Yes indeed, buyer beware. I've got to see my steaks before I buy them. Particularly for marbling.
Feb. 25, 2013 4:17 pm
I don't think there was any marbling on these at all. I suspect it was some kind of bottom round or maybe even that glutamate treat meat product. I obviously had more dollars than sense.
Feb. 25, 2013 4:33 pm
Dinner sounds pretty darn good to me! So does that leftover dessert. I'm like bd.weld - if I can't see the steaks (or really any meat for that matter) I don't buy.
Feb. 25, 2013 4:52 pm
Dinner sounds good,i like to see what i'm buying also.
Feb. 25, 2013 5:22 pm
Dinner was good. The marinade was really good. I forgot to mention that I put about a 1/4 tsp. of all spice in it as well. I think this would have been better on the grill.
Feb. 25, 2013 5:31 pm
My grandfather owned a butcher shop so I am a meat snob. I can remember standing at the meat counter looking at the diagram of the cuts of beef and, smart mouth that I can be, asked the man behind the counter to show me where NY is located and also Kansas City. He was not amused. Have you noticed lately they are coming up with more and more names that do not relate to any cut of meat and slapping them on dubious cuts? Caveat emptor, indeed!
Feb. 25, 2013 5:39 pm
BSM, the really sad thing is that I did butchering in a small ma and pa store in Golden Valley, Mn back in the 80's. Rear quarter was T-bone and NY strip, then came Porter House. Or you could strip out the Filet Mignon. Then came the Sirloin, the Sirloin Tip, Rump Roast, Then the Top and Bottom Rounds, Eye of Round, finally the rear shank. If I remember correctly, the Flank Steak came from the rear quarter, and the brisket and skirt came from the front. It's been a long time, and I was never professionally trained. I just picked it up from my buddy who bought the store from his Uncle and was trained by him.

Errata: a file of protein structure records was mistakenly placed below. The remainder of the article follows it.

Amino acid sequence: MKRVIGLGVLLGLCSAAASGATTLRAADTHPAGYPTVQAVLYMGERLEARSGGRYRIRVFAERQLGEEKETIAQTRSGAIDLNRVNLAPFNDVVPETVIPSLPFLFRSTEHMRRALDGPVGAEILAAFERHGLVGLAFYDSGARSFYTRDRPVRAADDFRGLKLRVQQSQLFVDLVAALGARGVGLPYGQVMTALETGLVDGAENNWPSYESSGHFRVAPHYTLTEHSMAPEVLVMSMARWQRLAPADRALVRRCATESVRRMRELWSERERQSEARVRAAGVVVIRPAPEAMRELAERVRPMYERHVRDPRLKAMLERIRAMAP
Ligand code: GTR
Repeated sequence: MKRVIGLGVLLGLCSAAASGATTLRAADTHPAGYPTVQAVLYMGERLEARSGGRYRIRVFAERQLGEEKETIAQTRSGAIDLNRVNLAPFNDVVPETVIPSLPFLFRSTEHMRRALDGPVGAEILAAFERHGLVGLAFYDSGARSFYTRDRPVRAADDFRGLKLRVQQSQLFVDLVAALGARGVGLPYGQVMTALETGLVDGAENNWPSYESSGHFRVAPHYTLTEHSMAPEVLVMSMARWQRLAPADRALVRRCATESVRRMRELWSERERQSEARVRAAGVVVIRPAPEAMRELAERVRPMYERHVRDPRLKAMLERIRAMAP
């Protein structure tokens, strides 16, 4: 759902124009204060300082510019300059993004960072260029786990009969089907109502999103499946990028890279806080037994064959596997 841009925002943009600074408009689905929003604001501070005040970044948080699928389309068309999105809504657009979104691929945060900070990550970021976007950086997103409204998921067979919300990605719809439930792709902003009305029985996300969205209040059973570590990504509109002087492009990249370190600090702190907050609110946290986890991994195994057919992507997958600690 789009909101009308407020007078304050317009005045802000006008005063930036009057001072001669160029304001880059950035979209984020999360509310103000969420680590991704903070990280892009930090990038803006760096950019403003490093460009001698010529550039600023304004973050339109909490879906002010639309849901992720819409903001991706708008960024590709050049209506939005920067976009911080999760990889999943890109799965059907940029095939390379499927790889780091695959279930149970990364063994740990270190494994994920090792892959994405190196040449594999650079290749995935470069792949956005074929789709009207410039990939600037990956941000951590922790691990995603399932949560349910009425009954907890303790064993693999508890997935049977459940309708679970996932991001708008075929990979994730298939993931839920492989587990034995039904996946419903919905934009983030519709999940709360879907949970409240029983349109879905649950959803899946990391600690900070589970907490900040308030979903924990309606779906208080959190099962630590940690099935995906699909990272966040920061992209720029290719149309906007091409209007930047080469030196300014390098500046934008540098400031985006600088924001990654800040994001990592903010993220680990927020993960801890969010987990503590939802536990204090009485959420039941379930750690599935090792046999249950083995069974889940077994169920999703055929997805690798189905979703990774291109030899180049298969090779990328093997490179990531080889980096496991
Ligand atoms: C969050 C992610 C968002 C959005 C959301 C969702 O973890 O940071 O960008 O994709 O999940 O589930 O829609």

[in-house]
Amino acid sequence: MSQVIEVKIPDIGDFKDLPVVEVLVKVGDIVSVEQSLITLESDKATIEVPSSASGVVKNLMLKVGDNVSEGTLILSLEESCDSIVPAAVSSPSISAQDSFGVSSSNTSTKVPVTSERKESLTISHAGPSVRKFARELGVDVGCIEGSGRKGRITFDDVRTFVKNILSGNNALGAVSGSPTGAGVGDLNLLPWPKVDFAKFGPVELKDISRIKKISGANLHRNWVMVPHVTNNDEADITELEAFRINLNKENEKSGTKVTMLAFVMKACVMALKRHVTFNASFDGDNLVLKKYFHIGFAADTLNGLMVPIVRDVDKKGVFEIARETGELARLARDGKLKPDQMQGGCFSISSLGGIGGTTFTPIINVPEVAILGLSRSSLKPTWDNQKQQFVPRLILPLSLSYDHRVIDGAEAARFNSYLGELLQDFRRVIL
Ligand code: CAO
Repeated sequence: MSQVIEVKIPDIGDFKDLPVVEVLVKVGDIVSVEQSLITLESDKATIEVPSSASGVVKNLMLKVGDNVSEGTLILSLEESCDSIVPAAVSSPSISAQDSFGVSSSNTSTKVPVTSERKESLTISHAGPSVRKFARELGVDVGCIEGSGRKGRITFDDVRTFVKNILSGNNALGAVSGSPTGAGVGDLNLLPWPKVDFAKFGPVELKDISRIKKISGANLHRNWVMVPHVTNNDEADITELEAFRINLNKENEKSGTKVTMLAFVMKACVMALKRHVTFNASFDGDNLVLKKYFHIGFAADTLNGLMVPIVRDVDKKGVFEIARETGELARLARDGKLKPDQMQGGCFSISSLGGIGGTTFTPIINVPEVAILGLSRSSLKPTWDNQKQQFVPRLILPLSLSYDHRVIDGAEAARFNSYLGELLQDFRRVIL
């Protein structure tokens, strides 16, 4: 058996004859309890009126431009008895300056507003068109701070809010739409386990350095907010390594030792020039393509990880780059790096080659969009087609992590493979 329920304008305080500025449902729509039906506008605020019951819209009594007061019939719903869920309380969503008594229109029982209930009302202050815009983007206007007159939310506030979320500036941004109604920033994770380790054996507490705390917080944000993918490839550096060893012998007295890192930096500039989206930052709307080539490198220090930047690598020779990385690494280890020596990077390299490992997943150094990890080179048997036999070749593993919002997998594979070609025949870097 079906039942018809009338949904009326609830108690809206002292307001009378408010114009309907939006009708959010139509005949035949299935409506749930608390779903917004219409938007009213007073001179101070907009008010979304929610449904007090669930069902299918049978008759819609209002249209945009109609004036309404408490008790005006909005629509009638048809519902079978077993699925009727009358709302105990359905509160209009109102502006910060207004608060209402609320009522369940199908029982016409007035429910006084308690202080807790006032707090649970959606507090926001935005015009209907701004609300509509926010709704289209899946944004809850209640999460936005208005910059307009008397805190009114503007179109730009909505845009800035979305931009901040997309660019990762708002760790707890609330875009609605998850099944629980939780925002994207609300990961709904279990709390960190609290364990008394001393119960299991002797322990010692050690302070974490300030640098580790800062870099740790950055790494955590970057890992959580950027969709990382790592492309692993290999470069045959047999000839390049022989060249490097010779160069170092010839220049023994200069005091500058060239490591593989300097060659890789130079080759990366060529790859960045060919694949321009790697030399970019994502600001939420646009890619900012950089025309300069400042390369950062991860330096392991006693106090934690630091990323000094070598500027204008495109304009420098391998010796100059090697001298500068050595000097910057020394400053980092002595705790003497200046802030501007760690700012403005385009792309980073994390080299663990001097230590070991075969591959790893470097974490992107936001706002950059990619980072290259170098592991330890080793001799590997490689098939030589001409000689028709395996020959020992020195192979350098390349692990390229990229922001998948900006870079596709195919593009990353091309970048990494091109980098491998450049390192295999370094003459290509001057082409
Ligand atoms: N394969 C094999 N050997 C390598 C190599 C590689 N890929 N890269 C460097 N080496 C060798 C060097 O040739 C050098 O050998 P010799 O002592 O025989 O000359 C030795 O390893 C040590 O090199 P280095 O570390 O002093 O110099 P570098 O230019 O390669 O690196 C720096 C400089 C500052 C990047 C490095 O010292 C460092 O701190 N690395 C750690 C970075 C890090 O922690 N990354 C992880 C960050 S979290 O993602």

Feb. 25, 2013 7:12 pm
The marinade sounds amazing! I have some boneless chicken breasts in the freezer . . . note to self - next week's menu!
Feb. 25, 2013 8:02 pm
It was a happy mistake when I opened two cans of apricot halves instead of one for the cake I made!
Feb. 28, 2013 6:03 am
Very interesting, I like the sound of this recipe.
Click to Change your Profile Picture
Doc Simonson

Home Town
St. Peter, Minnesota, USA

Member Since
Jan. 2009

Cooking Level

Cooking Interests
Grilling & BBQ, Stir Frying, Slow Cooking, Asian, Mexican, Italian, Southern, Middle Eastern, Mediterranean, Gourmet

Gardening, Camping, Hunting, Reading Books

Subscribe Today!

In Season

Back To School Already?
Back To School Already?

Hard to believe, but many kids will be back in school at the end of the month. Get ready.

Cauliflower Recipes
Cauliflower Recipes

You won't believe all the things you can do with cauliflower. It's a great low-carb option.

Subscribe Today! Only $7.99
Subscribe Today! Only $7.99

Delicious recipes, party ideas, and cooking tips! Get a year of Allrecipes magazine for $7.99!

About Me
I'm old and smelly, kinda like a really good salami with that really nice white mould all over it.
My favorite things to cook
Meat, carbs, meat, carbs, meat, carbs and did I mention meat?
My favorite family cooking traditions
Drop a plate of Pierogis and sausages in front of me and watch my eyes glaze over in pure joy.
My cooking triumphs
Schweinebraten mit Knoedel und Krautsalat. Also Edel Hirsch Gulasch was very nice. I make killer Spaetzle and Knockerl also.
My cooking tragedies
There aren't enough electrons in cyberspace! :) Actually, the tragedies usually involve well intentioned creativity out of control.
Argentina  |  Australia & New Zealand  |  Brazil  |  Canada  |  China  |  France  |  Germany  |  India  |  Italy  |  Japan  |  Korea  |  Mexico

Netherlands  |  Poland  |  Quebec  |  Russia  |  SE Asia  |  United Kingdom & Ireland  |  United States